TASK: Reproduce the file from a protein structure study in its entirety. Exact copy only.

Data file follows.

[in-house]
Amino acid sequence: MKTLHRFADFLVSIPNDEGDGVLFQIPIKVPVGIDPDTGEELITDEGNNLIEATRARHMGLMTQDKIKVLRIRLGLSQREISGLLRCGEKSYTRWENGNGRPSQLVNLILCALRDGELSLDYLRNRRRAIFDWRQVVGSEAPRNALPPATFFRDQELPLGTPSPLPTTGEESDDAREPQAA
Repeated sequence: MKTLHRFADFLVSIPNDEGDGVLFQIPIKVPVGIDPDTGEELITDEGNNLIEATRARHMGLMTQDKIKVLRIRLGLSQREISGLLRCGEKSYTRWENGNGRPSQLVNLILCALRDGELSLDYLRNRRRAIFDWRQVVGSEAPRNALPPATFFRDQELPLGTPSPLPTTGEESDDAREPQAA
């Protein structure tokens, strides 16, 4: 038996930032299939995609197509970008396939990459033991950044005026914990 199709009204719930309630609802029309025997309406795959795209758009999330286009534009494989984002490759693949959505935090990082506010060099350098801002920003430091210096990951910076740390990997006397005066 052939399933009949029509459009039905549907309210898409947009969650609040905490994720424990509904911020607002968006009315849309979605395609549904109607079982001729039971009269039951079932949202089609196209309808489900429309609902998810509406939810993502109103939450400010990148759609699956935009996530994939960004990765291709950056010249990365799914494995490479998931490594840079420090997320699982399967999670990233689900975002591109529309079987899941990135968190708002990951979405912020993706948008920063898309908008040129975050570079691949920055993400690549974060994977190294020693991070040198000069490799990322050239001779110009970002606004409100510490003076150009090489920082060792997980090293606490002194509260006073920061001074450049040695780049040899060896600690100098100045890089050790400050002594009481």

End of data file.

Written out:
[in-house]
Amino acid sequence: MKTLHRFADFLVSIPNDEGDGVLFQIPIKVPVGIDPDTGEELITDEGNNLIEATRARHMGLMTQDKIKVLRIRLGLSQREISGLLRCGEKSYTRWENGNGRPSQLVNLILCALRDGELSLDYLRNRRRAIFDWRQVVGSEAPRNALPPATFFRDQELPLGTPSPLPTTGEESDDAREPQAA
Repeated sequence: MKTLHRFADFLVSIPNDEGDGVLFQIPIKVPVGIDPDTGEELITDEGNNLIEATRARHMGLMTQDKIKVLRIRLGLSQREISGLLRCGEKSYTRWENGNGRPSQLVNLILCALRDGELSLDYLRNRRRAIFDWRQVVGSEAPRNALPPATFFRDQELPLGTPSPLPTTGEESDDAREPQAA
């Protein structure tokens, strides 16, 4: 038996930032299939995609197509970008396939990459033991950044005026914990 199709009204719930309630609802029309025997309406795959795209758009999330286009534009494989984002490759693949959505935090990082506010060099350098801002920003430091210096990951910076740390990997006397005066 052939399933009949029509459009039905549907309210898409947009969650609040905490994720424990509904911020607002968006009315849309979605395609549904109607079982001729039971009269039951079932949202089609196209309808489900429309609902998810509406939810993502109103939450400010990148759609699956935009996530994939960004990765291709950056010249990365799914494995490479998931490594840079420090997320699982399967999670990233689900975002591109529309079987899941990135968190708002990951979405912020993706948008920063898309908008040129975050570079691949920055993400690549974060994977190294020693991070040198000069490799990322050239001779110009970002606004409100510490003076150009090489920082060792997980090293606490002194509260006073920061001074450049040695780049040899060896600690100098100045890089050790400050002594009481």